Friday, June 26, 2015

UFOs, Washington, men's magazines, and Mario Biaggi

In 1978, I was a Foreign Service officer in the Bureau of Intelligence and Research (INR) in the Department of State. I was an authority on the political leadership in North Korea. We had two pre-school sons and lived on Valewood Drive where I'm typing this now.

Being the Kim Il-Sung watcher for U.S. intelligence was a more than full-time job.

Still, I found a time to write for magazines.Everybody knew it. My men's adventure magazine tales were a topic of water-cooler banter. I'd been getting paid to put words in print for twenty-three years but had not yet published a book.

I was reading the obituaries in the Washington Post every morning hoping—then, as now—to encounter a certain figure. I plan to remain on this planet until I do.

This morning, June 26, 2015, I read the obituaries. The person I want still wasn't there.

Mario Biaggi was.

The link to today's news story is here.

In 1978, Phil Hirsch, editor of MAN'S magazine in New York, phoned to say that a congressman had stated publicly that unidentified flying objects (UFOs) "are real." The men's adventure magazines were dying and their publishers had turned to UFOs for market share.
Phil was responsible for IDEAL'S UFO REPORT, where I was the editor and wrote all of the articles. I also worked with Martin Singer, editor of SAGA and of SAGA'S UFO REPORT, later re-named, simply, UFO REPORT.

Although I almost never interviewed anyone for my stories in those days, I visited Biaggi and took photos of him reading our magazine. He was gracious and courteous but very busy. He said enough about UFOs to enable me to write about him.

Biaggi was a former New York City police officer who spent two decades on Capitol Hill and much later was convicted of federal corruption charges. I don't know the details. I can find plenty of Americans who believe our whole system is corrupt and who classify those convicted, like Biaggi and Randall Cunningham, as amateurs. I remember Mario Biaggi as a generous host, hard worker, and dapper figure who was well liked.

And I remember a Washington where Americans could still walk into the government buildings they owned. In those days the security presence around the Capitol and White House was light and not terribly intrusive.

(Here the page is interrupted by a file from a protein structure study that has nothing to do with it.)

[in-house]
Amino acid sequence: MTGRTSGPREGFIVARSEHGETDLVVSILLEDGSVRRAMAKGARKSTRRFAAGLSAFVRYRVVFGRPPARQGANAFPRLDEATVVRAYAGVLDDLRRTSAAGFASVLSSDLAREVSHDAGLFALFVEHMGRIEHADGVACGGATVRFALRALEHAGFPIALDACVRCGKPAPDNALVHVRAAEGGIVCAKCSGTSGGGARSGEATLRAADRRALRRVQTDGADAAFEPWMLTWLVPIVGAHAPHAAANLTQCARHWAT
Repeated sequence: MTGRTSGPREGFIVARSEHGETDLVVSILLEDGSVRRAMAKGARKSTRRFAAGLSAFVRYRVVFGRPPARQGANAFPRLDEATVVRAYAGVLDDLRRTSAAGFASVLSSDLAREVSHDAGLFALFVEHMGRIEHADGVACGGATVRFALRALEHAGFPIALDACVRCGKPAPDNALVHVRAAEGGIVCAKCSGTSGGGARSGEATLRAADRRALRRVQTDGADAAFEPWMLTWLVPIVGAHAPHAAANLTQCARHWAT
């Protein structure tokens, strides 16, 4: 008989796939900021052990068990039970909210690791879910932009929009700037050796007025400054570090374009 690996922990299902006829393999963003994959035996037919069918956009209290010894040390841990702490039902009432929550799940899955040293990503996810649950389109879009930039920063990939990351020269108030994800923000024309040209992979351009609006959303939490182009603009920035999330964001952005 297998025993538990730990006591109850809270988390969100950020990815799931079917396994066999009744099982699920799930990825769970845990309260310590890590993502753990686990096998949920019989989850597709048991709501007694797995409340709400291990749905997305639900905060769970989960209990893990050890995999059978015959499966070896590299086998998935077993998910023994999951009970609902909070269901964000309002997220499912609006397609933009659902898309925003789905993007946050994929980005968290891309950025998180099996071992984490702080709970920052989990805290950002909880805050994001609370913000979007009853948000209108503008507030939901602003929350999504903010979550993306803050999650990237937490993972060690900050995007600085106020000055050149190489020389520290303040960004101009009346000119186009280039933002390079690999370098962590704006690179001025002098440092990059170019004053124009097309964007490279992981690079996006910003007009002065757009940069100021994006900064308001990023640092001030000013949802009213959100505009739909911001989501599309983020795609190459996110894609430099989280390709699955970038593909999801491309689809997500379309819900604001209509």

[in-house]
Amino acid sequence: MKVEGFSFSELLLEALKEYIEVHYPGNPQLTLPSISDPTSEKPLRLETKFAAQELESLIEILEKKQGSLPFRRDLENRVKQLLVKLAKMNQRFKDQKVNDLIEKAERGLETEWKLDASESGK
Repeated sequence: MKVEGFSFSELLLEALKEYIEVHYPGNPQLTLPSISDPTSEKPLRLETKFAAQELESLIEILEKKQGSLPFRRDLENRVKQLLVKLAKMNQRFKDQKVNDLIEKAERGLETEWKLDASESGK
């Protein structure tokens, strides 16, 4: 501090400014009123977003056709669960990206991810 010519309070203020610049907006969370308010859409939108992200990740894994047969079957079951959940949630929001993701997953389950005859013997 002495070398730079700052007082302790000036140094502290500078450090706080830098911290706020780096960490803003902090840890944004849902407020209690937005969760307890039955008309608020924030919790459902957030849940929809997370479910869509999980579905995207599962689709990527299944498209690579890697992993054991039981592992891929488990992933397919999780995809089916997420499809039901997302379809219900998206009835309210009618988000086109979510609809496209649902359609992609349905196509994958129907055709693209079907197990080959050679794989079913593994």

It's very different today. Americans, it seems, want to be secure, or at least to feel that way.

You can be secure. You can be free. You cannot be both.

My visit to Biaggi, easily arranged, was probably my first visit to a lawmaker on Capitol Hill. More than a decade later, I returned to visit high school classmate Rep. Steny Hoyer (D-Md), who is currently the second ranking Democrat in the House.

Mario Biaggi lived from October 26, 1917 to June 24, 2015. He died at age ninety-seven. For part of one day, he was part of my life. Thank you, Congressman.

Thursday, June 18, 2015

Hitler's Time Machine: Everybody's question

I'm often asked if the bad guys win in "HITLER'S TIME MACHINE," my alternate history available for Kindle here. I started to post the answer and changed my mind.

Wednesday, June 10, 2015

Time Travel and Pacific Southwest Airlines (PSA)

I graduated high school in 1957, age seventeen.

From 1957 to 1960, I was in the Air Force, in Korea. I finished before my twenty-first birthday (on September 11, 1960).

Beginning in the new decade, I lived in San Francisco, held odd jobs, and wrote for the men's adventure magazines. They were pulps with names like Stag, Male and Argosy.

In 1963, with little money and no job, I traveled in Korea, Japan, Taiwan and Hong Kong trying to get down to South Vietnam to write about the small and romantic war flickering there. But I ran out of money and had only a return ticket.

I stepped off the plane in San Francisco in March 1963 to be greeted by Bill R., who'd been in Korea with me and was now a station agent for Pacific Southwest Airlines, or PSA.

Bill was one of my half-dozen best friends throughout my life. With his help, I was hired as a station agent with PSA. I wore their heavy gabardine uniform replete with half-wings for non-flying employees, and mostly worked the ticket counter. Salary was $360 per month.

In those days, every departure was announced throughout the airport. At 8:45 a.m., the stern-voiced woman on SFO's public address system said, "Pan American World Airways Flight One for 'around the world' is departing from Gate 17. Passengers should be at the gate." I'd taken the iconic Flight One going out and Flight Two coming back from Hong Kong. In that British colony, I never found Suzie Wong but I talked about a job with the producers of "The Seventh Dawn," then filming in Malaya with William Holden and Susannah York.

Oh, those glory days. People dressed to the nines to fly on the seven-oh-seven. Less than ten percent of adult Americans had seen the inside of an airplane but passengers on Pan Am, PSA and other carriers were pampered to the hilt. It was a grand time when the nation had heavy industry, exported petroleum, had 98% literacy and enjoyed respect around the world. Even our enemies wanted to send their children to our universities even if I never found my way to one.

We had a vigorous young president. We'd stood up to the Soviet Union. We were at our height of prosperity and confidence. It was the period James Lee Burke calls the heyday of the Great American Empire.